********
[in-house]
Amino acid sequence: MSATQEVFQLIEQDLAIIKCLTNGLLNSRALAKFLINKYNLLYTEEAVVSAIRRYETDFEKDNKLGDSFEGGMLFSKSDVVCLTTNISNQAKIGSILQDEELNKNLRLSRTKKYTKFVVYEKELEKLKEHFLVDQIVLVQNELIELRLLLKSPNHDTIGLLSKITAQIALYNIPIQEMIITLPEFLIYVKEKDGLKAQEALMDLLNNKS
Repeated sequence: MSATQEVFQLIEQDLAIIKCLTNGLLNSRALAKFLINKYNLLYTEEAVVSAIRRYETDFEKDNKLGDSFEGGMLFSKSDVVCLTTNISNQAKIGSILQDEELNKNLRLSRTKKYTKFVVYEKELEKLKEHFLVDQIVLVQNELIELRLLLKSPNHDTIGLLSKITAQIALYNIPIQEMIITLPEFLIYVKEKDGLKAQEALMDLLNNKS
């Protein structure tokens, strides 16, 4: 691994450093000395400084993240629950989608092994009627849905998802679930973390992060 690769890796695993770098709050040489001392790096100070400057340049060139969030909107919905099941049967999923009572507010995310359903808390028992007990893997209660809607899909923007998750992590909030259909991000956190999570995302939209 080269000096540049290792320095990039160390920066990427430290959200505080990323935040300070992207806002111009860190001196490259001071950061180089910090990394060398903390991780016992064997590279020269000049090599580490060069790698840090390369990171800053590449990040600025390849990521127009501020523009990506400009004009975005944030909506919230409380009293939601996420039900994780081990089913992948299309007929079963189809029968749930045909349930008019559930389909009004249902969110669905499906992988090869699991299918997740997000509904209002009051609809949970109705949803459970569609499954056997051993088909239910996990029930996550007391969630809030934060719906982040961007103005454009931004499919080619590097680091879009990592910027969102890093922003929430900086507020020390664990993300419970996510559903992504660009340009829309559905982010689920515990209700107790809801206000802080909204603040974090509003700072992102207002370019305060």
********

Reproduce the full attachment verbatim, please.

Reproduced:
[in-house]
Amino acid sequence: MSATQEVFQLIEQDLAIIKCLTNGLLNSRALAKFLINKYNLLYTEEAVVSAIRRYETDFEKDNKLGDSFEGGMLFSKSDVVCLTTNISNQAKIGSILQDEELNKNLRLSRTKKYTKFVVYEKELEKLKEHFLVDQIVLVQNELIELRLLLKSPNHDTIGLLSKITAQIALYNIPIQEMIITLPEFLIYVKEKDGLKAQEALMDLLNNKS
Repeated sequence: MSATQEVFQLIEQDLAIIKCLTNGLLNSRALAKFLINKYNLLYTEEAVVSAIRRYETDFEKDNKLGDSFEGGMLFSKSDVVCLTTNISNQAKIGSILQDEELNKNLRLSRTKKYTKFVVYEKELEKLKEHFLVDQIVLVQNELIELRLLLKSPNHDTIGLLSKITAQIALYNIPIQEMIITLPEFLIYVKEKDGLKAQEALMDLLNNKS
């Protein structure tokens, strides 16, 4: 691994450093000395400084993240629950989608092994009627849905998802679930973390992060 690769890796695993770098709050040489001392790096100070400057340049060139969030909107919905099941049967999923009572507010995310359903808390028992007990893997209660809607899909923007998750992590909030259909991000956190999570995302939209 080269000096540049290792320095990039160390920066990427430290959200505080990323935040300070992207806002111009860190001196490259001071950061180089910090990394060398903390991780016992064997590279020269000049090599580490060069790698840090390369990171800053590449990040600025390849990521127009501020523009990506400009004009975005944030909506919230409380009293939601996420039900994780081990089913992948299309007929079963189809029968749930045909349930008019559930389909009004249902969110669905499906992988090869699991299918997740997000509904209002009051609809949970109705949803459970569609499954056997051993088909239910996990029930996550007391969630809030934060719906982040961007103005454009931004499919080619590097680091879009990592910027969102890093922003929430900086507020020390664990993300419970996510559903992504660009340009829309559905982010689920515990209700107790809801206000802080909204603040974090509003700072992102207002370019305060």